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Weekend Thoughts: Share Repurchases Gone Wrong $KIRK
I love share repurchases.
I can show this in two ways:
I try to ask two questions on every podcast; the first is “the market is a competitive place; what is the the market missing that makes this a risk-adjusted alpha opportunity,” and the second is “Why isn’t the company buying back shares if their stock is such a bargain?”
I run a reasonably concentrated portfolio (~15 companies), and I believe there are only three companies in my portfolio that aren’t actively buying back shares.
Note the emphasis on believe in the second bullet; I say I believe because, while there are tricks to tracking intra-Q buybacks, it’s ultimately impossible to know if a company is repurchasing shares during quarters and so many companies like to buy back their stock when times are good and the stock is “dear” but then stop buybacks when their stock is cheap and the environment is more rocky (i.e. they’ll buy back stock at $100 but stop when the stock is $50).
That “buy when times are good / stop (or dilute!) when times are rocky” tendency is always applicable…. but something about this year has made it particularly egregious. While the broad indices are only down ~15% YTD, that number covers a lot of pain and volatility under the hood. Several sectors have been hit much harder (for example, the retail sector is down almost 30%), and there are plenty of stocks that are down 50% or more. And, of course, many of those stocks have stopped buybacks now after going ham last year at much higher prices
So today I wanted to swing through a couple of the crazier examples of buying high / selling low I’ve seen this year.
I’ll start with my personal favorite: KIRK. Last year (FY21), they bought back 1.8m shares, approaching 15% of their shares outstanding, for >$20/share.
They followed that repurchase up with another 480k shares (about 3% of their shares) for ~$13/share in Q1.
But today trends are falling off a cliff, the company is stuffed with inventory, and they’re stopping the buybacks despite the shares trading for <$5/share.
To be fair to KIRK, they are stopping buybacks in part because they had to: they bought back so many shares, and inventory ballooned so high, that they had to draw on their credit facility and their credit facility restricts buybacks.
Honestly, though, that’s what makes this buyback so darkly funny. KIRK bought back so many shares at higher prices that they’re now precluded from taking advantage of these lower prices. Not only that, but they got so aggressive on buybacks that the financial future of the company is now at risk as they’re stuffed with inventory and liquidity has come down rapidly.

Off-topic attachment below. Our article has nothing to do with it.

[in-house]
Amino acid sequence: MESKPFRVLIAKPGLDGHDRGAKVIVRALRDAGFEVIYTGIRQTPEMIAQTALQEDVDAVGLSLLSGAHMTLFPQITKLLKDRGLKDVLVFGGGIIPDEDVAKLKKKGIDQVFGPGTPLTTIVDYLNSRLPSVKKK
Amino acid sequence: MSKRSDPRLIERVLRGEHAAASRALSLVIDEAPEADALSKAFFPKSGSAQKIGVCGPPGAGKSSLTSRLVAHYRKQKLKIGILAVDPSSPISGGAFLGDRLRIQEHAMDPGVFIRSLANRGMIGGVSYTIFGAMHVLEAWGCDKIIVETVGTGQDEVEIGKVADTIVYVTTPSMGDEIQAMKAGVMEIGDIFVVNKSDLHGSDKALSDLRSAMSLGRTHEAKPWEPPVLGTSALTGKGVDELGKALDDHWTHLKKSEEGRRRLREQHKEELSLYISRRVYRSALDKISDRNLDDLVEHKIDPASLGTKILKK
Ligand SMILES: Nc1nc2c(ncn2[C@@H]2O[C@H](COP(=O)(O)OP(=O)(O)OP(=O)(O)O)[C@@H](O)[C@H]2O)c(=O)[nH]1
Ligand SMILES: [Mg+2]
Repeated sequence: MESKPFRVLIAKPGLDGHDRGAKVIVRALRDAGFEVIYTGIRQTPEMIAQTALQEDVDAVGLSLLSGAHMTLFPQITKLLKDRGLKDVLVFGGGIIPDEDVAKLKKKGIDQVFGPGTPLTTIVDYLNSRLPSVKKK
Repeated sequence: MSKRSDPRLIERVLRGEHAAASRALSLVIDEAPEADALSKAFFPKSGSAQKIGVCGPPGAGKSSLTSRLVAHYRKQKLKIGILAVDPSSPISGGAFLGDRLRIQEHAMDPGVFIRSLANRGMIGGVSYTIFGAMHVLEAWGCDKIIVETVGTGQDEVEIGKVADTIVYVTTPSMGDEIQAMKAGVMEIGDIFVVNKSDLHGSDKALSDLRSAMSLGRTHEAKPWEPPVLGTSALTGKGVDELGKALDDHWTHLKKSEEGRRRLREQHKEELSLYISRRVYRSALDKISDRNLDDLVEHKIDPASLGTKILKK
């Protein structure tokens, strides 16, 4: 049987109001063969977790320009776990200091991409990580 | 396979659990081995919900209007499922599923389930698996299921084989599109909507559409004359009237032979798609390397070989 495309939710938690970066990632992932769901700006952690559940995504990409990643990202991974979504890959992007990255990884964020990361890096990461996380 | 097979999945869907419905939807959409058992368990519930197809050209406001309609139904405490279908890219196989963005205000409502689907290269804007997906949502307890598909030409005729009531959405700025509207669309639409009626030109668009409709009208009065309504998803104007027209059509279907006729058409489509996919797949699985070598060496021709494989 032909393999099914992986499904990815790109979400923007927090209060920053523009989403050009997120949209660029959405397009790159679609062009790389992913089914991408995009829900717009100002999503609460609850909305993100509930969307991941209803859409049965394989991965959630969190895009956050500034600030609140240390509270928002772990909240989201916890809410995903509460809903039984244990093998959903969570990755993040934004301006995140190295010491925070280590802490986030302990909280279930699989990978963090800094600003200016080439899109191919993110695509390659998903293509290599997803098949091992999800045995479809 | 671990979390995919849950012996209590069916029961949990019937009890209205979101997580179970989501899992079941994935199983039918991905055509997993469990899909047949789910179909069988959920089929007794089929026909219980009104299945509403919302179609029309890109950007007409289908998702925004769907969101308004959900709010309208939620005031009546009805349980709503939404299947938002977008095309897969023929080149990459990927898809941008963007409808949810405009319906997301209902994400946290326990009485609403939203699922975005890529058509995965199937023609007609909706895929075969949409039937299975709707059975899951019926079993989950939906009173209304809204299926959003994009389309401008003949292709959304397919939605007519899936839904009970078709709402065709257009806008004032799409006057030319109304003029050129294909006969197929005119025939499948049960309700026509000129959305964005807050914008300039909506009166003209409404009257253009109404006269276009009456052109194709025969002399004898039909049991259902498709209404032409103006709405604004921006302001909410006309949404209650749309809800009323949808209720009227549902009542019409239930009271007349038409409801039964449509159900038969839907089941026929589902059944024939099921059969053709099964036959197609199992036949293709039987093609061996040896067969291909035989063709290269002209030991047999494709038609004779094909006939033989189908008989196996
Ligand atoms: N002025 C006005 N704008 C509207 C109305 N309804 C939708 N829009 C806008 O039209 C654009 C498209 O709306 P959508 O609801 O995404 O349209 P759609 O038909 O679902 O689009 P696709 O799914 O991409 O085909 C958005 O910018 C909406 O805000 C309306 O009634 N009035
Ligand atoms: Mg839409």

The cherry on top for the KIRK story is they had an activist (Osmium) who filed on them in April suggesting they tap their credit line to buyback more stock. Ignoring that the credit line precludes buybacks when drawn, the stock was at ~$7.50 when they made the suggestion. If the company had instantly done what the activist suggested (drawn down the full facility to buyback an enormous amount of shares), the company would have bought back a ton of shares at prices much higher than they currently trade at and they they’d likely be on the brink of bankruptcy right now.
To be fair to Osmium (who I generally find interesting / I like to look at all their ideas!), they’re probably taking a valuation view longer than this quarter / year when asking for repurchases. There’s no doubt the company is cheap; it’s trading under tangible book value (book is a touch above $5/share versus today’s price of <$5/share). You generally don’t value retailers on book value because of operating leases and how squishy inventory is in a liquidation, but the company is cheap on earnings basis too. Adjusted EPS was $1.40/share in 2021, so if you believe those results are sustainable / repeatable after the current malaise is over you’re buying them for <4x P/E and you can probably have pretty good confidence they’re going to hammer the share count with buybacks if and when they stabilize.
Of course, bears would point out 2021 was an absolute record year, and valuing KIRK off those levels is more than a little generous. Plus, in order to be valued on stable earnings, a company needs to make it to stability, and given KIRK’s current results and balance sheet there’s no guarantee they’ll survive to stability.
Anyway, I don’t want to turn this whole post into a bull / bear on KIRK. They’re just my favorite example of buybacks gone bad because the company bought back so much they put themselves into financial distress, and they have an activist egging them on to go harder. FWIW, the activist reiterated their call for share buybacks on the Q1’22 call (i.e. after the awful current results had been reported).
KIRK is far from alone in buying back shares at highs and then pulling back as things got rocky. Consider BIG, which bought back just shy of $450m shares in FY21 at an average price over $50/share. Today, BIG is trading for well under half that price (<$24/share), giving them a market cap of >$750m. At current prices, BIG would retire almost 60% of their shares if they executed their share buyback as aggressively as they did last year. Needless to say, results have fallen off a cliff this year, and the company has stopped share buybacks (Note: I’m a shareholder / bagholder of BIG, and I’m furious that they’re not buying back shares at these levels, so I highlight them to show camaraderie with Osmium and KIRK / show that I am certainly far from immune to having this happen to me!).